New York Times magazine article on ‘our national eating disorder’

Posted by Pierre Igot in: Society
October 18th, 2004 • 11:31 pm

The New York Times magazine has an excellent article by Michael Pollan titled “Our National Eating Disorder“, which covers everything from the Atkins fad to the “French paradox”.

As a French national living (and eating) in Canada (now a Canadian national too), I can only confirm the fundamental difference between a North American society driven by guilt and a French society driven by pleasure. While things are obviously not so simple — obesity is becoming a problem in France too — on the whole the fact remains, as Michael Pollan points out, that there still is a dramatic difference in the attitude towards food. North Americans are anxious about food, rely more on pseudo-scientific data than on instinct, and end up ruining their health in the process. The media has a big role in this, of course.

I cannot count the number of times I have heard some mainstream reporter talking about how the latest studies show that such and such a food “might” be good/bad for your health. Surely a professional journalist should know, based on recent history, that this is almost always highly debatable “scientific” information, which is very likely to be proven wrong in the next study. Why report on it then? I find it highly unprofessional.

The bottom-line is that this guilt-based approach to food and eating is essentially what makes North Americans sick. I don’t eat junk food, not because I would feel guilty about it, but simply because it doesn’t appeal to me at all. Its taste is usually sickening to me. Why? I guess it’s just a matter of training (or untraining) your taste buds. And, while I can understand the temptation to “binge” and am not completely immune to it myself, most of the time I simply don’t feel the need to indulge. When food tastes great, you don’t need tons of it to feel “satisfied”.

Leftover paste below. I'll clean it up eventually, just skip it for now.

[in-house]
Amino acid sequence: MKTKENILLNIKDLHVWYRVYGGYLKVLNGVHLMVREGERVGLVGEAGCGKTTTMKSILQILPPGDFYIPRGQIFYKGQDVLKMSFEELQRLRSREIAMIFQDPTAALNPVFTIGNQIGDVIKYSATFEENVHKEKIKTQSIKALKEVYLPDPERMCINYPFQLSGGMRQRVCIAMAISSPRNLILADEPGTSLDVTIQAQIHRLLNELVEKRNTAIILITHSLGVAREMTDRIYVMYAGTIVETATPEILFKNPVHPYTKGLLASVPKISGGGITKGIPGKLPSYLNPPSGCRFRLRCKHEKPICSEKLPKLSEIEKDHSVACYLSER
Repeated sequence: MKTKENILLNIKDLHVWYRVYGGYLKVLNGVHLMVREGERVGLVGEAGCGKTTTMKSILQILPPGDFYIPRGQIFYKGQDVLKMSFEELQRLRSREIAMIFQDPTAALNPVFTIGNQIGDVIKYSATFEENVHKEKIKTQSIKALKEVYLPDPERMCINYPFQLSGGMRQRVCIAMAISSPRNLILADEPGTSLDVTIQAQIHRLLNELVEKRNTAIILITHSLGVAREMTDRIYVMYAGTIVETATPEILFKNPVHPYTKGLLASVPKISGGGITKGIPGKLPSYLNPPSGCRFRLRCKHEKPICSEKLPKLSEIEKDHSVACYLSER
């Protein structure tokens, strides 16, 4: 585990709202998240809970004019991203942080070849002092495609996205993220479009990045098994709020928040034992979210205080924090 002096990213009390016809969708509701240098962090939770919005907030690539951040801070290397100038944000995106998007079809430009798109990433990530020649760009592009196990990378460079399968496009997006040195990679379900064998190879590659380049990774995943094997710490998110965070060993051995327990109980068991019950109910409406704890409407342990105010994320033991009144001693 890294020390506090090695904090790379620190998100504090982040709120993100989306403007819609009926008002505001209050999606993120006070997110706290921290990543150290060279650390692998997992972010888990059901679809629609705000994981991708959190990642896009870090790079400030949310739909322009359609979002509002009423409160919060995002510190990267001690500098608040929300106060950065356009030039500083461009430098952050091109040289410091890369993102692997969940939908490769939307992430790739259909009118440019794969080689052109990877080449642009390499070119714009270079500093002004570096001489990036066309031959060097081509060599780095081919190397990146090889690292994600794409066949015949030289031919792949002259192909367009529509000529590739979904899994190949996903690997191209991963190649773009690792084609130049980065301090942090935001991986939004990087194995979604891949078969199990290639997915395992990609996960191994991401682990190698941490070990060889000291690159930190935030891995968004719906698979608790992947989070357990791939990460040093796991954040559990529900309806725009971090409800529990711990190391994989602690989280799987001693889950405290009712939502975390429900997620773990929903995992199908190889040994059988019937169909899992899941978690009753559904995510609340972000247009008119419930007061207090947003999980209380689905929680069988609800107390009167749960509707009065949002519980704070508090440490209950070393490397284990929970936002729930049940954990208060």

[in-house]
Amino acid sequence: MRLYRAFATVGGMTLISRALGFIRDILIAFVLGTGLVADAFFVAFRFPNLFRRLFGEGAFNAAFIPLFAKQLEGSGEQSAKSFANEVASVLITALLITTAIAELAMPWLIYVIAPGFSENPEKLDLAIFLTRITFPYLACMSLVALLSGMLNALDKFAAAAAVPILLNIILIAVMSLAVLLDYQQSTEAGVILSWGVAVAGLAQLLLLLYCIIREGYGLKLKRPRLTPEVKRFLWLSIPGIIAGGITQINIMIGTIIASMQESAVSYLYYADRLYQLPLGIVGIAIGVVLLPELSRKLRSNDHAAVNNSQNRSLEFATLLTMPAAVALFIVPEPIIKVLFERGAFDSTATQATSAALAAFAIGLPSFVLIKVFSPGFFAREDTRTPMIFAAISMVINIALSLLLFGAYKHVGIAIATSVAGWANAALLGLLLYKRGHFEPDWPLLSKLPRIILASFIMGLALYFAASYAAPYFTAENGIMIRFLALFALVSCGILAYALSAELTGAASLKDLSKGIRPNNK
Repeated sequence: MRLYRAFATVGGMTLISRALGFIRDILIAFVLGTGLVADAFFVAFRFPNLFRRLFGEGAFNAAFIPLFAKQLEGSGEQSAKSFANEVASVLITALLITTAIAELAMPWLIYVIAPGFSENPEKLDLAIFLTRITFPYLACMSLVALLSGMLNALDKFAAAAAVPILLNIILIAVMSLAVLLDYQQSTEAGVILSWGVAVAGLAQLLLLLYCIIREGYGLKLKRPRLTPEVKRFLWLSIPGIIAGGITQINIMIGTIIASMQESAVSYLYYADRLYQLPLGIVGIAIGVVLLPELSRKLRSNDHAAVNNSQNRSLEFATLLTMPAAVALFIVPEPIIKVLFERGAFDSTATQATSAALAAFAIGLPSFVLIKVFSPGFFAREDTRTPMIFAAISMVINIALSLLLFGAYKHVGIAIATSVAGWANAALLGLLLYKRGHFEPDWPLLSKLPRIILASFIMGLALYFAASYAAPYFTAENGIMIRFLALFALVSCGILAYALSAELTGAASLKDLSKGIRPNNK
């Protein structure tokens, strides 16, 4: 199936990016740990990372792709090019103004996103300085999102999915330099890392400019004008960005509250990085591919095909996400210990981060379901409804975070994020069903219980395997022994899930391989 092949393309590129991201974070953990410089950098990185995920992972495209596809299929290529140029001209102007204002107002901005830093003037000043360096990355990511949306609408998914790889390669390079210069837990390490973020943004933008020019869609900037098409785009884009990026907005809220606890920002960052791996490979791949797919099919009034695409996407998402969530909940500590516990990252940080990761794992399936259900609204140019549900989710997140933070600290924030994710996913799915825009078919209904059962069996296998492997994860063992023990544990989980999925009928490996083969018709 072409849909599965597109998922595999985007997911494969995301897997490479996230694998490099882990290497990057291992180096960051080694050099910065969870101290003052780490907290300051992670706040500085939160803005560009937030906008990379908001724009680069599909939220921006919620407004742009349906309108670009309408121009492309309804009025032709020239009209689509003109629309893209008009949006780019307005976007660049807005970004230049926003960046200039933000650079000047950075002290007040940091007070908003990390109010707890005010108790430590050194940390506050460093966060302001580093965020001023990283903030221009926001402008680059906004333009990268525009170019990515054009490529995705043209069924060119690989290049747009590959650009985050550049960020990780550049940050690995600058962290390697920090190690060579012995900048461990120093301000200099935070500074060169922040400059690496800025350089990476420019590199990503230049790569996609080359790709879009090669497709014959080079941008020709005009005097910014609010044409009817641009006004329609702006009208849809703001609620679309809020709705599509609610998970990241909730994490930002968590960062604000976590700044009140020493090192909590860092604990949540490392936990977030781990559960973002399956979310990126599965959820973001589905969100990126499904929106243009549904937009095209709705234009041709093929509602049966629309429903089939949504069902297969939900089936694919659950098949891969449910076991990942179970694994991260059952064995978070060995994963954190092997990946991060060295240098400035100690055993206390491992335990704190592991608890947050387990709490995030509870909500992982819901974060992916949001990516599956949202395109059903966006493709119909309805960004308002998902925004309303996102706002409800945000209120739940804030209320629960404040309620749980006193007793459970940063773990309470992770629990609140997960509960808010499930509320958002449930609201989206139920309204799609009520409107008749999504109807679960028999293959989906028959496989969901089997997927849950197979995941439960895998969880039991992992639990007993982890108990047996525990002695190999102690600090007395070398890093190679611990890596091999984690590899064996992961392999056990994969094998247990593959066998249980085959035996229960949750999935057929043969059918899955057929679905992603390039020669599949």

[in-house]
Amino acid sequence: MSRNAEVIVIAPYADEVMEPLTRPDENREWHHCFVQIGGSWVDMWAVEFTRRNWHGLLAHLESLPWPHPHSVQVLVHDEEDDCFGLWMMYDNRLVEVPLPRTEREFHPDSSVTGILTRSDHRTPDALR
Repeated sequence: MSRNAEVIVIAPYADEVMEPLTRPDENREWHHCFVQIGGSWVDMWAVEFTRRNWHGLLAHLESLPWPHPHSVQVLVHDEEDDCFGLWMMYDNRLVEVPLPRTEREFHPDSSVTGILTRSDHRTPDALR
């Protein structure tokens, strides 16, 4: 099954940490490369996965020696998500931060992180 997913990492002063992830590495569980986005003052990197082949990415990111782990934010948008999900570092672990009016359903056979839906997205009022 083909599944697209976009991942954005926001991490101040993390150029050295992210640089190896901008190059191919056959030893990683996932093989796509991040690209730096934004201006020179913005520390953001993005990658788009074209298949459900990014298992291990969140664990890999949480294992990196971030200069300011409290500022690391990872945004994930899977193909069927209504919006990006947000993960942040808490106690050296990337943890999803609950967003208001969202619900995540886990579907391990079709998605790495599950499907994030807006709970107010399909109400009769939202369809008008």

I also cannot help but think that there is a strong parallel between this guilt about food and the fact that so much in American politics these days is driven by fear. Here again, moderation — i.e. perspective — is required. But there’s little of it to be found in American society as a whole, and at the top levels of its administration in particular. And I find that quite sickening.

2 Responses to “New York Times magazine article on ‘our national eating disorder’”

  1. Paul says:

    I couldn’t agree more with your attitudes toward food. Too me, food is a pleasure as well as a necessity. I think I may have been the only one at the Thanksgiving table this year that wasn’t overstuffed before the deserts came out. There is very little in the junk food aisles that appeals to me, although I have a weakness for chocolate, and there aren’t many healthy foods that I dislike. I think we could all benefit by remembering the mantra: Everything in moderation.

  2. Pierre Igot says:

    Real chocolate is not junk food :-). It is rich and has to be enjoyed in moderation, of course, but that’s fairly easy to do if you eat the dark, “intense” kind. A single square piece is enough to satisfy one’s craving (for a while :-)).

    Here again, I find that the popular, “industrial” chocolate that can be found in junk food aisles is only a rather poor substitute, and it too can be sickening. Fortunately, there appears to an increasing amount of imported chocolates from France, Switzerland, Belgium, etc. on store shelves here in Canada. It’s expensive compared to what it would cost in the country of origin, but it’s usually worth it. It’s a matter of educating one’s taste buds. I was fortunate enough to be brought up in an environment that values taste and in a region (Alsace) with a rich culinary tradition. It’s harder to find such an environment over here, though, and I see too many kids and young people who grow up eating the worst possible kind of food. I don’t know what it would take to correct this rather sad state of affairs: taxing junk food? banning junk food advertising? banning junk food in schools? etc. I don’t have kids, so my opinion doesn’t matter much…

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